The fact that Donald Trump is kicking off his 2023 hate rallies in Waco, Texas this weekend is not a coincidence, as the editorial board of the Houston Chronicle notes.
When Donald Trump flies into Waco on Saturday evening for the first major campaign event of his 2024 reelection quest, dog ears won’t be the only ones twitching. Trump doesn’t do subtle; dog-whistle messages are not his style. The more apt metaphor is the blaring air horn of a Mack 18-wheeler barreling down I-10.
The former president arrives in Waco during the 30th anniversary of the disastrous Branch Davidian debacle, a two-month-long siege by the ATF, the FBI and other law-enforcement agencies culminating in a fire storm that killed 74 people, including 21 children. What happened at the Branch Davidian compound near Waco on April 19, 1993, was the deadliest day in FBI history. (Additionally, four ATF agents and six Branch Davidians lost their lives on the first day of the 51-day siege.)
The GOP-friendly city of Waco — Trump won McLennan County by more than 20 percentage points in 2020 – has every right, of course, to host a former president, the leading contender for the 2024 Republican presidential nomination, but “Waco” the symbol, like “Philadelphia, Miss.,” the symbol, means something else entirely. “Waco” has become an Alamo of sorts, a shrine for the Proud Boys, the Three Percenters, the Oath Keepers and other anti-government extremists and conspiracists.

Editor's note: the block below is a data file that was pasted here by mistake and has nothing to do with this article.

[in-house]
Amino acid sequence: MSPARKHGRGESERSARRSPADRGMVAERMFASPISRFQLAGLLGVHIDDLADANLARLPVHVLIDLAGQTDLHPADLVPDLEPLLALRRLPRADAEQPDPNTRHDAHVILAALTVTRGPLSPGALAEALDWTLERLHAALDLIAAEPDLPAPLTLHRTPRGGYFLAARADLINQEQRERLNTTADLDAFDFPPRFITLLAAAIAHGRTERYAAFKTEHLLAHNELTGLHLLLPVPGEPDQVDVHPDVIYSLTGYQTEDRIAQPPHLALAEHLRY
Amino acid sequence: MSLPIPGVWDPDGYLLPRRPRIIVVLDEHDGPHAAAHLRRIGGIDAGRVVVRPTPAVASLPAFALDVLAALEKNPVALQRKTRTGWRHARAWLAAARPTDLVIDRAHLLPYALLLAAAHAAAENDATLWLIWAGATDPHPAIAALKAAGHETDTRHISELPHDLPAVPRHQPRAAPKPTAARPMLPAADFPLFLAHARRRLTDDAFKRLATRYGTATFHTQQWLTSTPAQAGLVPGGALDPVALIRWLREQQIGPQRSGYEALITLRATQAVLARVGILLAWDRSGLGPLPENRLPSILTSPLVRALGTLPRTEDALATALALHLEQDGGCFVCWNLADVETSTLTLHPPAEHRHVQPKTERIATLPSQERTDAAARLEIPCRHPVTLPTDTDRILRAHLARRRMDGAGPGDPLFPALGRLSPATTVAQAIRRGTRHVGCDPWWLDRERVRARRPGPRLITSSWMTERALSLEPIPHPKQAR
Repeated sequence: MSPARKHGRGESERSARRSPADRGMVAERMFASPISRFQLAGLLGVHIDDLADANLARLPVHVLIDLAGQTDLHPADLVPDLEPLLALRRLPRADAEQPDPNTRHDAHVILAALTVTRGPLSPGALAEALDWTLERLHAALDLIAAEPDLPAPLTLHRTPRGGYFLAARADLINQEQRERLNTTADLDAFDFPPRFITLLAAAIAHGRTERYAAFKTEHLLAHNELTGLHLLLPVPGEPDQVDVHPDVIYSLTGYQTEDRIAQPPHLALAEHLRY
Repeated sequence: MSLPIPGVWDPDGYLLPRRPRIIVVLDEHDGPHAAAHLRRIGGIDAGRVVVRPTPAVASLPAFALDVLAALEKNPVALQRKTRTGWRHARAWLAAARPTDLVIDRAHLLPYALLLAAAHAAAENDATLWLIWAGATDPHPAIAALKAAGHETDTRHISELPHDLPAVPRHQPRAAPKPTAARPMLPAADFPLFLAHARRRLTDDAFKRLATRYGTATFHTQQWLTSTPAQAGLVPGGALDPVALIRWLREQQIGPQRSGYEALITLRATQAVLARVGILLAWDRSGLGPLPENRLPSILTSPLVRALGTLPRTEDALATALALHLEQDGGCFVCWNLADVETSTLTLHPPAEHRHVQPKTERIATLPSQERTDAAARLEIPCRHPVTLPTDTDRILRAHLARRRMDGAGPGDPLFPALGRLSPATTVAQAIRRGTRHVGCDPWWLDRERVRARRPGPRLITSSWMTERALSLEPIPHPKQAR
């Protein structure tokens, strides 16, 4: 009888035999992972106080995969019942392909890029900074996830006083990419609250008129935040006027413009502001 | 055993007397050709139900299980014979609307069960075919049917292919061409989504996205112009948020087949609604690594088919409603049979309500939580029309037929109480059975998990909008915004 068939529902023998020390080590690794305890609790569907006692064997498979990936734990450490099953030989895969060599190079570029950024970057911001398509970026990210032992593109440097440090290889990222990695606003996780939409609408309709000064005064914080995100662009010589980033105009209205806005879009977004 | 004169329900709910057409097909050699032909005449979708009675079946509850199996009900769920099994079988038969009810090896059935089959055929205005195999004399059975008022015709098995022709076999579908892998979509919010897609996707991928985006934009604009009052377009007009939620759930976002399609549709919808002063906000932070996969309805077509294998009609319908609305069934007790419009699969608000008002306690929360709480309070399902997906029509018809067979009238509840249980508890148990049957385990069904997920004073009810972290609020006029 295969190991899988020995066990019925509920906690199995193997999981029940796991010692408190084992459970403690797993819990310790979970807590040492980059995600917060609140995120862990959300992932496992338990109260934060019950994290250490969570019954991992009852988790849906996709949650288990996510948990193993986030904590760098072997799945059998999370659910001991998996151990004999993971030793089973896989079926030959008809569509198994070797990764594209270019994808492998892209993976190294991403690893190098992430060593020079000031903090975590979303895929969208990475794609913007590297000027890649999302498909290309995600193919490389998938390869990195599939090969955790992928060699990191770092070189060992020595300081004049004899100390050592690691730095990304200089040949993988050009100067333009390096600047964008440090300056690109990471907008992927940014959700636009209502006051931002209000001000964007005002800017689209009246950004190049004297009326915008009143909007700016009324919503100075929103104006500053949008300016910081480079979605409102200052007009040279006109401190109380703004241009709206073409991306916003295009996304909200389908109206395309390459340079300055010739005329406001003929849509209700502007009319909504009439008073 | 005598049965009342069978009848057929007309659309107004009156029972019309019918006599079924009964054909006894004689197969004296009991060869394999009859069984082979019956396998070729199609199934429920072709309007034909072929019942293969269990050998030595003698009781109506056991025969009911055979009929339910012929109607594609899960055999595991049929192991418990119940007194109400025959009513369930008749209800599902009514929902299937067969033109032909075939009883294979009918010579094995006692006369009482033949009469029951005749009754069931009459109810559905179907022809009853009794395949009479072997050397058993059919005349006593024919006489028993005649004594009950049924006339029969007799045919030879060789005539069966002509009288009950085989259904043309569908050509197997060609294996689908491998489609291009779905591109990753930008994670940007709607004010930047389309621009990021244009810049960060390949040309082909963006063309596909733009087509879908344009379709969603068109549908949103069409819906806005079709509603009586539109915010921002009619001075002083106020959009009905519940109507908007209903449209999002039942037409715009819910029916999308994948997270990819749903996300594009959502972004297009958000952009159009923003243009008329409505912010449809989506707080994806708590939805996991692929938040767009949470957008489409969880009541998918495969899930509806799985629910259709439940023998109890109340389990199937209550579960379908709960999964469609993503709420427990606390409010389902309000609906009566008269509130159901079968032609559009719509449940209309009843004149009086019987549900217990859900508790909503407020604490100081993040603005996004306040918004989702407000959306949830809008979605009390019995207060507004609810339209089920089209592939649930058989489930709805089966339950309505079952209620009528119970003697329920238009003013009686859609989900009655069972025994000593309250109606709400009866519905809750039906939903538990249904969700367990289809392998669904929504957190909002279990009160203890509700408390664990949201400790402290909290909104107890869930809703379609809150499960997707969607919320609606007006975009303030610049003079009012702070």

Waco helped spawn what Fort Worth writer Jeff Guinn calls a “legacy of rage” in his new book about the Branch Davidian siege. The Northeast Texas Regional Militia of Texarkana erected a granite headstone at the site that reads as follows: "On February 28, 1993, a church and its members known as Branch Davidians came under attack by A.T.F. and F.B.I. agents. For 51 days the Davidians and their leader, David Koresh, stood proudly." As Oklahoma City bomber Timothy McVeigh put it, “Waco started this war.”
Thirty years later, the anti-government paramilitary groups feeding off lies about the “deep state” and a stolen election periodically visit the modest, little chapel on the site of the sprawling, ramshackle building that burned to the ground. Although the Branch Davidians had nothing to do with anti-government conspiracists, chapel construction was funded by loud-mouthed conspiracy theorist Alex Jones.
Militia members and conspiracists know exactly what Trump’s Waco visit symbolizes. They have heard him castigate the FBI and the “deep state,” particularly after agents searched for classified documents at Mar-a-Lago. How they’ll respond to his remarks, particularly if he shows up as the first former president in American history to face criminal charges, has law enforcement in Waco and beyond taking every precaution. What he says will likely set the tone for the presidential campaign to come. Every American should be concerned.
The Trump campaign insists that the candidate’s visit during the Branch Davidian anniversary is purely coincidental. A spokesman said the campaign was looking for a site away from the big cities but close enough to Dallas-Fort Worth, Austin, Houston and San Antonio to draw a crowd. The Waco Regional Airport and an expected crowd of 10,000 or so fit the bill. Of course, Temple or Belton or Killeen (home to Fort Hood) would have fit the bill, as well — without the weight of symbolism.